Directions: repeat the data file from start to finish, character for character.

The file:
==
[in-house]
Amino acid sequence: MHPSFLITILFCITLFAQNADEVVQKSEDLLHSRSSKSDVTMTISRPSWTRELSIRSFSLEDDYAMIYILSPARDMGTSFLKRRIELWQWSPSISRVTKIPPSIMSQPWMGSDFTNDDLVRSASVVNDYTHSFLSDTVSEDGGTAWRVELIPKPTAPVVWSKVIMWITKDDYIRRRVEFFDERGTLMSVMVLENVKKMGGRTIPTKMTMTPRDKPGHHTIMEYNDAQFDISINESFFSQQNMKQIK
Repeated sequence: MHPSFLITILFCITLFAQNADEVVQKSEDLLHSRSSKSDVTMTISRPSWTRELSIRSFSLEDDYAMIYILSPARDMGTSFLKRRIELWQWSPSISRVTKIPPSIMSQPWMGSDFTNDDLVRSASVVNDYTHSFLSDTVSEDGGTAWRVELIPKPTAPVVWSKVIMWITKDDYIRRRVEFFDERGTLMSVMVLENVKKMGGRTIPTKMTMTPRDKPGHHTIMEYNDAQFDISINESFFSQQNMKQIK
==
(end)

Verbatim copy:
[in-house]
Amino acid sequence: MHPSFLITILFCITLFAQNADEVVQKSEDLLHSRSSKSDVTMTISRPSWTRELSIRSFSLEDDYAMIYILSPARDMGTSFLKRRIELWQWSPSISRVTKIPPSIMSQPWMGSDFTNDDLVRSASVVNDYTHSFLSDTVSEDGGTAWRVELIPKPTAPVVWSKVIMWITKDDYIRRRVEFFDERGTLMSVMVLENVKKMGGRTIPTKMTMTPRDKPGHHTIMEYNDAQFDISINESFFSQQNMKQIK
Repeated sequence: MHPSFLITILFCITLFAQNADEVVQKSEDLLHSRSSKSDVTMTISRPSWTRELSIRSFSLEDDYAMIYILSPARDMGTSFLKRRIELWQWSPSISRVTKIPPSIMSQPWMGSDFTNDDLVRSASVVNDYTHSFLSDTVSEDGGTAWRVELIPKPTAPVVWSKVIMWITKDDYIRRRVEFFDERGTLMSVMVLENVKKMGGRTIPTKMTMTPRDKPGHHTIMEYNDAQFDISINESFFSQQNMKQIK